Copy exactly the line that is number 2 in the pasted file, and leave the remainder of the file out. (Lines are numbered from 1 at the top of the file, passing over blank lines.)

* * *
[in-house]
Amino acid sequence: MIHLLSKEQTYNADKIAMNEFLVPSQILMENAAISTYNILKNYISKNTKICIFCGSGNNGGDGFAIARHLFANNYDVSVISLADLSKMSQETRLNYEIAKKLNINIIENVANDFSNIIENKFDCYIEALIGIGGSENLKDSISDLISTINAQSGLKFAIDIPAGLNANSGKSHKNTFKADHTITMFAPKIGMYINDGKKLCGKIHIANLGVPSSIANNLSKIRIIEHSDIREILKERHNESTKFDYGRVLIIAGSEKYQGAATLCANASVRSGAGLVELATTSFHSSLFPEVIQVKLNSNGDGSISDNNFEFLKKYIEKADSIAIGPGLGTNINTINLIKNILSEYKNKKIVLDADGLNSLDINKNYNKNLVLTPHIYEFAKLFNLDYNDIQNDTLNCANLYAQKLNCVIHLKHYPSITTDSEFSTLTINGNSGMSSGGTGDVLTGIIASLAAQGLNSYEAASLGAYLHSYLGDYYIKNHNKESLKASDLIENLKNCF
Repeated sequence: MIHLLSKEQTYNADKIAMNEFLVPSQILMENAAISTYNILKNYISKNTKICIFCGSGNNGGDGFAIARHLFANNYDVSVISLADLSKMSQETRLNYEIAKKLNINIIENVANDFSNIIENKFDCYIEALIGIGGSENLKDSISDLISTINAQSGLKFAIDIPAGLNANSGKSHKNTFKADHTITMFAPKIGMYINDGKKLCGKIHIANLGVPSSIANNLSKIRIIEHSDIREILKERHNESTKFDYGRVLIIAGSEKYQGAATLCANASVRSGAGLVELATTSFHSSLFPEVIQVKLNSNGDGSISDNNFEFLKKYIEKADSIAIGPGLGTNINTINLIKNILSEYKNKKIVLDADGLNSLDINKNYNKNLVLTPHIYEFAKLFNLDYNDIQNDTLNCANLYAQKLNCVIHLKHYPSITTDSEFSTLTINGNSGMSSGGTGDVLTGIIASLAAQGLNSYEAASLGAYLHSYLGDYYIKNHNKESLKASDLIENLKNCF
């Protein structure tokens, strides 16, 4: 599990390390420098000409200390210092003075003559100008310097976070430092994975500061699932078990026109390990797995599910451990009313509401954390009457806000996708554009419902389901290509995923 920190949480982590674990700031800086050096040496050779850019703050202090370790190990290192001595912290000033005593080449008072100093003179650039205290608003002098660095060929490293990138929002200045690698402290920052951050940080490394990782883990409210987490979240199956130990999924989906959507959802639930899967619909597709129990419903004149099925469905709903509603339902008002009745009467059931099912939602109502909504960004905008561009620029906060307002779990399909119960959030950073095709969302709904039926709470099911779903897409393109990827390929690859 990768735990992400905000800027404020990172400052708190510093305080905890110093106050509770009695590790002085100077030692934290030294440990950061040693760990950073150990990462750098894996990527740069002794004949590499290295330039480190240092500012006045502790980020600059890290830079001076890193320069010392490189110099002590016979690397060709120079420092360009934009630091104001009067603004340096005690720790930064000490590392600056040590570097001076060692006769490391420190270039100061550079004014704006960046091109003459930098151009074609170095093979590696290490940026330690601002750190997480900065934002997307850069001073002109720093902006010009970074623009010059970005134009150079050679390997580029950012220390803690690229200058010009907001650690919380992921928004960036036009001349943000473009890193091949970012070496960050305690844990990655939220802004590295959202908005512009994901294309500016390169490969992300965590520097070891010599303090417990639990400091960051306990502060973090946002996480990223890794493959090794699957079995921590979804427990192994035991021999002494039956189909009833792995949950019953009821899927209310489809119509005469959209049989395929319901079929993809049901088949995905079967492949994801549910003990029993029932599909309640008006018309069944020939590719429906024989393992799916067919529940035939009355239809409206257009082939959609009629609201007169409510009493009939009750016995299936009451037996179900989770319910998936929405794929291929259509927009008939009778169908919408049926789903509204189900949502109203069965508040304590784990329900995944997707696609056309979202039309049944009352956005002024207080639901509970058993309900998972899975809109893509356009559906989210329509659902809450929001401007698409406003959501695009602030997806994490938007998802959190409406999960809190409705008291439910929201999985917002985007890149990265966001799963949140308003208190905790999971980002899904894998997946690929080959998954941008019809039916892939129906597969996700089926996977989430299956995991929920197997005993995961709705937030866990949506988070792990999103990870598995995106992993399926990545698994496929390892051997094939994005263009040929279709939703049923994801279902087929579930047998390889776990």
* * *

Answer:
Amino acid sequence: MIHLLSKEQTYNADKIAMNEFLVPSQILMENAAISTYNILKNYISKNTKICIFCGSGNNGGDGFAIARHLFANNYDVSVISLADLSKMSQETRLNYEIAKKLNINIIENVANDFSNIIENKFDCYIEALIGIGGSENLKDSISDLISTINAQSGLKFAIDIPAGLNANSGKSHKNTFKADHTITMFAPKIGMYINDGKKLCGKIHIANLGVPSSIANNLSKIRIIEHSDIREILKERHNESTKFDYGRVLIIAGSEKYQGAATLCANASVRSGAGLVELATTSFHSSLFPEVIQVKLNSNGDGSISDNNFEFLKKYIEKADSIAIGPGLGTNINTINLIKNILSEYKNKKIVLDADGLNSLDINKNYNKNLVLTPHIYEFAKLFNLDYNDIQNDTLNCANLYAQKLNCVIHLKHYPSITTDSEFSTLTINGNSGMSSGGTGDVLTGIIASLAAQGLNSYEAASLGAYLHSYLGDYYIKNHNKESLKASDLIENLKNCF